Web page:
The Hal Hartley Thread

For those who grew up watching and enjoying John Hughes films, Hal Hartley would be the filmmaker they “graduated” to when going to college. These viewers would embrace Hartley has commenting on suburban American characters, but in a more sophisticated and serious way, while being humorous and accessible at the time. If Richard Linklater is the filmmaker for Generation X, Hartley is more of the independent filmmaker version of this.

Right now, the Criterion Channel is streaming most of Hartley’s films. This is a thread will be a repository for reviews, comments, and discussion about Hartley and these films.

8 thoughts on “The Hal Hartley Thread

  1. Kid (1984)
    Starring: Ricky Ludwig (Ned); Janine Eriksen (Ned’s sister); Leo Grosse (Ned’s father); George Feaster, (Ivan); Bob Gosse (Bruce, guy fixing his car); Karen Sillas (Patsy, Bruce’s sister); Pamela Stewart (Ivan’s sister), and David Troup (boyfriend of Ivan’s sister)
    about 30 minutes

    Ned’s girlfriend has left him, leaving their home town, and he decides to go after her. On his way, he runs into into various people in the neighborhood–most notably Ivan and his sister. Ivan his troubled individuals and Ned is drawn to his situation, partly because of the presence of his sister.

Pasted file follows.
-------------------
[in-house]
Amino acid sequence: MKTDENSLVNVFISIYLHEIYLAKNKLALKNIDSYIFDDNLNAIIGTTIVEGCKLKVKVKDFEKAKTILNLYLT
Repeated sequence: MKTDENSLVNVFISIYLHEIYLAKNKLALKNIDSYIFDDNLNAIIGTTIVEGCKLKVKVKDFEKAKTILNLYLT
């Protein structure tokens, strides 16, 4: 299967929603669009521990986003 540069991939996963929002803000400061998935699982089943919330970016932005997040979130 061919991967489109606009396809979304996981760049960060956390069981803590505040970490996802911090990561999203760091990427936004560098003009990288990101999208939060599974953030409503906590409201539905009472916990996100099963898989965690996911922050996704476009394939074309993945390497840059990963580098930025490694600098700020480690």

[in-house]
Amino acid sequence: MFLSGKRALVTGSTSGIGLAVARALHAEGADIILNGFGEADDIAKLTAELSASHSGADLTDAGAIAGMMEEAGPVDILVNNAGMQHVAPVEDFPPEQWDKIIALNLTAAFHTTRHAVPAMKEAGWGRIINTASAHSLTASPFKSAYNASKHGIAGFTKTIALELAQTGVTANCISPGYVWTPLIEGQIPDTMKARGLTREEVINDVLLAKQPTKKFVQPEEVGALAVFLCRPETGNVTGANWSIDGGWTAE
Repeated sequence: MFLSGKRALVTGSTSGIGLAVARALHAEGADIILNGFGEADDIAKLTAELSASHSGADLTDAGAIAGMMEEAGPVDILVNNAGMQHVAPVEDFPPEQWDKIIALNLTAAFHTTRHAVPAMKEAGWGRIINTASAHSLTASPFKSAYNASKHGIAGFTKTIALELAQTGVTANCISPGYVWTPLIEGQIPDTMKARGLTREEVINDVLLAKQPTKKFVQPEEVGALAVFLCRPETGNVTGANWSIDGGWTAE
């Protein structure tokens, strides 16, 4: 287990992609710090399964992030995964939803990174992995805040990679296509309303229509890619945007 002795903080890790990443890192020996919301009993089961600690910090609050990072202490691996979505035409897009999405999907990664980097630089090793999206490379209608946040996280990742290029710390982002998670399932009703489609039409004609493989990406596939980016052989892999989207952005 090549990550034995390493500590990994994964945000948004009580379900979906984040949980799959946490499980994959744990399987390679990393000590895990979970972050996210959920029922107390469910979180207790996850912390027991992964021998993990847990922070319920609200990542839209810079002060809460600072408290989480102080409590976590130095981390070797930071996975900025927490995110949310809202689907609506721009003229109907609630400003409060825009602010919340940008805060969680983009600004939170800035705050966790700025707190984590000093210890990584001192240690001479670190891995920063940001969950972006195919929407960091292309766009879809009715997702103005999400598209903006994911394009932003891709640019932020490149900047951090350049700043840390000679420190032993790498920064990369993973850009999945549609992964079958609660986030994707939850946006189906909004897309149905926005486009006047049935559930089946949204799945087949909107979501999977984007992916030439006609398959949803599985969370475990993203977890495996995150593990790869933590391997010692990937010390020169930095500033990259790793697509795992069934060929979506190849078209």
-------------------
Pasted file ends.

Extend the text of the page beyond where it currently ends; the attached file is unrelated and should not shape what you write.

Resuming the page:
There’s not much of a plot, and the acting is somewhat limited. Like other films dialogue draws me to the film, although, overall, I wouldn’t say it’s a really good film. Still, one can sense the potential of Hartley as a filmmaker.


    I re-watched most of this. To me, Karen Sillas/Patsy is the best part of the film–her lines, acting, and overall presence. I would have been more interested in seeing a film about her character than any of the others. (I believe Sillas does go on to be a professional actor.)

  2. The Cartographer’s Girlfriend (1987)
    Starring: Steven Geiger (Bob), Marissa Chibas (girlfriend), George Feaster (George, Bob’s friend), Lorraine Achee (mom), Robert Richmond (dad)
    28 minutes

    The Cartographer's Girlfriend 1

    The Cartographer's Girlfriend 2

    The Cartographer's Girlfriend 3

    Bob, a young and shy surveyor who works on an ancient map in his spare time. He is drawn to a mysterious young woman who enters his life.


    • Like other Hartley films I’ve enjoyed, the dialogue appealed to me, especially between Bob and the girl. Here’s an example:

      Girl: I’m just everything you’ve ever wanted. The answer to all your prayers, buster. But you don’t know anything about me.
      George: I like you just the way you are. (She’s a stranger.)
      Girl: You like no knowing anything about me!